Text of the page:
(Editor’s note: Gary Adams is the superintendent of schools/ CEO for the Chignecto-Central
Regional School Board)
Dear Mr. Adams:
The McCulloch House Museum has been a member of the family of Nova Scotia Museums since 1972. The museum tells the story of Dr. Thomas McCulloch who came to Pictou in 1803 and became the centre of controversy that changed life in 19th century Nova Scotia. His passion for liberal education launched him on a journey to create public education in this province. We continue to tell this story 200 years later.
The museum also tells the story of development and progress Pictou Academy has made to the culture and identity of Nova Scotia. A variety of school programs tell the story of Pictou Academy, Dr. Thomas McCulloch, and the establishment of non-secular education – which began in the backyard of this very property.
We currently offer a very successful “History Detective” school program that was developed as a collaborative project between NS Museums (Department of Communities, Culture & Heritage) and the Department of Education. This “Museum Toolbox” was designed to meet curriculum goals and objectives of all grade levels. It’s of special interest to our participants because it involves the very beginning of public education. Many are still surprised, hundreds of years later, that it all started in Pictou and with the establishment of Pictou Academy.
The Genealogy and Research Centre has been a valuable resource to teachers at Pictou Academy. English students have visited the centre as a part of a research project that teaches youth about primary and secondary sources. What makes this teaching session unique is that students choose a prominent Pictonian, and most likely a previous Pictou Academy graduate, that has made great contributions to this community and often on a more global scale.
What is presented as a daunting or intimidating assignment to some students becomes a useful and interesting learning experience because of the direct relation that Pictou students have to their community, and the history of their school, and how their stories fit into the development of our province.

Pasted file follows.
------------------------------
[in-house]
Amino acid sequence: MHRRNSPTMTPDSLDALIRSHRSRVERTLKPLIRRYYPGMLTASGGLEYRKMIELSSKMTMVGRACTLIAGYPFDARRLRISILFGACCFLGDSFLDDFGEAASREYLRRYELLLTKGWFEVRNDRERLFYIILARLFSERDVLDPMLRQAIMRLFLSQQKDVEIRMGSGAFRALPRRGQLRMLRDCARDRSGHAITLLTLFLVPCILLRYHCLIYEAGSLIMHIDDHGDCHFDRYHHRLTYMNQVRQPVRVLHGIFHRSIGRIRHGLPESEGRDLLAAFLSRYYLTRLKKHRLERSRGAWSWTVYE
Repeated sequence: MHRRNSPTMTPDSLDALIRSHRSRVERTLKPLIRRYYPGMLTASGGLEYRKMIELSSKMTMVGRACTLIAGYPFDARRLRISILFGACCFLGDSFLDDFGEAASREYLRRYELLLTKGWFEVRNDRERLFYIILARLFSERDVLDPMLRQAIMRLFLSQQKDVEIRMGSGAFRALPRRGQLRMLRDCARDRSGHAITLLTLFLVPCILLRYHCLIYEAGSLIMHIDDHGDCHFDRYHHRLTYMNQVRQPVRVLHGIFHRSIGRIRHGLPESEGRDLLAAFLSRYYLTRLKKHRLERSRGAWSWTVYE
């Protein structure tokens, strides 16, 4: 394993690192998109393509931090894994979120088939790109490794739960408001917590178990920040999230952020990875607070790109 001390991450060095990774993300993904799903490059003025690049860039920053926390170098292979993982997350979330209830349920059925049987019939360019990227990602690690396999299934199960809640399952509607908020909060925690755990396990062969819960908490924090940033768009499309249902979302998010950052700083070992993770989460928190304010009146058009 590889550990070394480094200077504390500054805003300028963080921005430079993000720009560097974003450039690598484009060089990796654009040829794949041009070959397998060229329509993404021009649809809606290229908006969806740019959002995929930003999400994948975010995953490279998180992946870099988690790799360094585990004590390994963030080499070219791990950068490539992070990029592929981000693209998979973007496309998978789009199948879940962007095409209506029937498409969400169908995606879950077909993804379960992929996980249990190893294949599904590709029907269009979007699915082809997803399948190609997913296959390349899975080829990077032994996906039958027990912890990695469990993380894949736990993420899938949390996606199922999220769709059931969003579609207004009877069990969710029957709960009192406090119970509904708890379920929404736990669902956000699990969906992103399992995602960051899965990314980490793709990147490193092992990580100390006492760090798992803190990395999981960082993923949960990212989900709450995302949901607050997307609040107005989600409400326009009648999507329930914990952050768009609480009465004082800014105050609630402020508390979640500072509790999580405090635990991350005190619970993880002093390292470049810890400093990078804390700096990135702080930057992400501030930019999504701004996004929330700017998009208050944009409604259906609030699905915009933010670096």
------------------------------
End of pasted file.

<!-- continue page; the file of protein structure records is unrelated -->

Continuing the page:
Our most recent, online digitization project, has been successful and of interest to our local youth – because of their commitment to the project on a volunteer basis. Our local students volunteer after school, during special events, on projects such as this digitization website, as well as participating in job shadowing, or Options & Opportunities, and often seek (and secure), summer employment. Because of the interest and enthusiasm that Pictou Academy students exhibit as employees we are comfortable as an employer to hire them just as confidently as we consider and employ university students. There is a special connection to hiring youth who feel they are a part of the community and want to be an active contributor to organizations such as ours.
In many areas, schools have traditionally been the focal point as a community meeting place and resource. This is found to be especially true in Pictou, where the schools have long been central in community activities and the shaping of local identity. Pictou Academy has served as a source of entertainment for the community, a catalyst for democracy, a forum for community problems and an opportunity for community members to take an
active part in the lives of students. A school that is a part of the community has also helped to improve the climate for education – and in 2016/17 it is no different than it was 200 years ago.
It is in small schools that we see innovative practices, such as cross-age grouping and the use of the local community in the classroom, such as this museum. Small schools are typically a source of pride, identity and stability for their communities and reflect and shape the social, economic and cultural outlooks and conditions of their community.
Failure to acknowledge school community relationships that Pictou has with its schools negates the potential role that the community plays in education. This community serves as part of the curriculum where it can be examined in its complexity – its history, its economy, its ecology. It has become a living laboratory through which students learn. It enhances their sense of connection to place, an essential ingredient to develop sustainable communities. It is also a source for developing entrepreneurial skills, leadership development, and a sense of civic responsibility. It also gives students a context in which to develop where they can see potential of their own community. One of our biggest
challenge is the out migration of Pictou’s brightest and best youth. Perhaps recognizing the impact of the school/community relationship has in the lives of the people who live here will provide the incentive to look at their own home community as a potential future.
The McCulloch House Museum & Genealogy Centre strongly supports Pictou Academy and its future in the Town of Pictou. We also support the recommendation to keep a P12 school within this community. Schools are the centre of the community, serving many functions that cannot be quantified in any school review process.